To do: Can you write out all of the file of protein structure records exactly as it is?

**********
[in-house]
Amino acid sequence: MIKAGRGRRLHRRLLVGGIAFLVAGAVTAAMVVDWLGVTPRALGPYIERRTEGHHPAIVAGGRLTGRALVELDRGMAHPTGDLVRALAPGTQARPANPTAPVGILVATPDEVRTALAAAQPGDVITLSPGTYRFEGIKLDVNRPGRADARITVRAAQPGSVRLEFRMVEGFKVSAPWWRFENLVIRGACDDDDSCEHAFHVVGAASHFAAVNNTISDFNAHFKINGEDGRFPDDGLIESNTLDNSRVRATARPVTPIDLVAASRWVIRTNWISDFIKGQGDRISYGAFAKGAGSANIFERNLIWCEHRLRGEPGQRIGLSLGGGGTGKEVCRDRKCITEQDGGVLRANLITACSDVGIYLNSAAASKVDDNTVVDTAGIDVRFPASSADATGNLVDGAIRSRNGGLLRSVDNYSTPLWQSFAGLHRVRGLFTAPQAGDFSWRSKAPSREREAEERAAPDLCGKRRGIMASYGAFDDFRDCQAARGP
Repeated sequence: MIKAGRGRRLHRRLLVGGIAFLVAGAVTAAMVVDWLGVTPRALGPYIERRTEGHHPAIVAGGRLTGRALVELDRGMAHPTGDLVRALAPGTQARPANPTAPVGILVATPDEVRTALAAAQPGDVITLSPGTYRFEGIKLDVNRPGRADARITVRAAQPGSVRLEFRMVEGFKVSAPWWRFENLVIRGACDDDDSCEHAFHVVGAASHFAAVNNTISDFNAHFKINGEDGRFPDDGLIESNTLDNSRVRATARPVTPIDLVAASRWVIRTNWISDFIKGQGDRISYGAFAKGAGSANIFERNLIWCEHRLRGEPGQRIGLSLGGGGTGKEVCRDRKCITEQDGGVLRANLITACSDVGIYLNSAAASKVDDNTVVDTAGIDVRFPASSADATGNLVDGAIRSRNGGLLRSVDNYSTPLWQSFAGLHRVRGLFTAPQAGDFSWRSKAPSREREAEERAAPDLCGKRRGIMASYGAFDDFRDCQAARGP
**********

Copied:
[in-house]
Amino acid sequence: MIKAGRGRRLHRRLLVGGIAFLVAGAVTAAMVVDWLGVTPRALGPYIERRTEGHHPAIVAGGRLTGRALVELDRGMAHPTGDLVRALAPGTQARPANPTAPVGILVATPDEVRTALAAAQPGDVITLSPGTYRFEGIKLDVNRPGRADARITVRAAQPGSVRLEFRMVEGFKVSAPWWRFENLVIRGACDDDDSCEHAFHVVGAASHFAAVNNTISDFNAHFKINGEDGRFPDDGLIESNTLDNSRVRATARPVTPIDLVAASRWVIRTNWISDFIKGQGDRISYGAFAKGAGSANIFERNLIWCEHRLRGEPGQRIGLSLGGGGTGKEVCRDRKCITEQDGGVLRANLITACSDVGIYLNSAAASKVDDNTVVDTAGIDVRFPASSADATGNLVDGAIRSRNGGLLRSVDNYSTPLWQSFAGLHRVRGLFTAPQAGDFSWRSKAPSREREAEERAAPDLCGKRRGIMASYGAFDDFRDCQAARGP
Repeated sequence: MIKAGRGRRLHRRLLVGGIAFLVAGAVTAAMVVDWLGVTPRALGPYIERRTEGHHPAIVAGGRLTGRALVELDRGMAHPTGDLVRALAPGTQARPANPTAPVGILVATPDEVRTALAAAQPGDVITLSPGTYRFEGIKLDVNRPGRADARITVRAAQPGSVRLEFRMVEGFKVSAPWWRFENLVIRGACDDDDSCEHAFHVVGAASHFAAVNNTISDFNAHFKINGEDGRFPDDGLIESNTLDNSRVRATARPVTPIDLVAASRWVIRTNWISDFIKGQGDRISYGAFAKGAGSANIFERNLIWCEHRLRGEPGQRIGLSLGGGGTGKEVCRDRKCITEQDGGVLRANLITACSDVGIYLNSAAASKVDDNTVVDTAGIDVRFPASSADATGNLVDGAIRSRNGGLLRSVDNYSTPLWQSFAGLHRVRGLFTAPQAGDFSWRSKAPSREREAEERAAPDLCGKRRGIMASYGAFDDFRDCQAARGP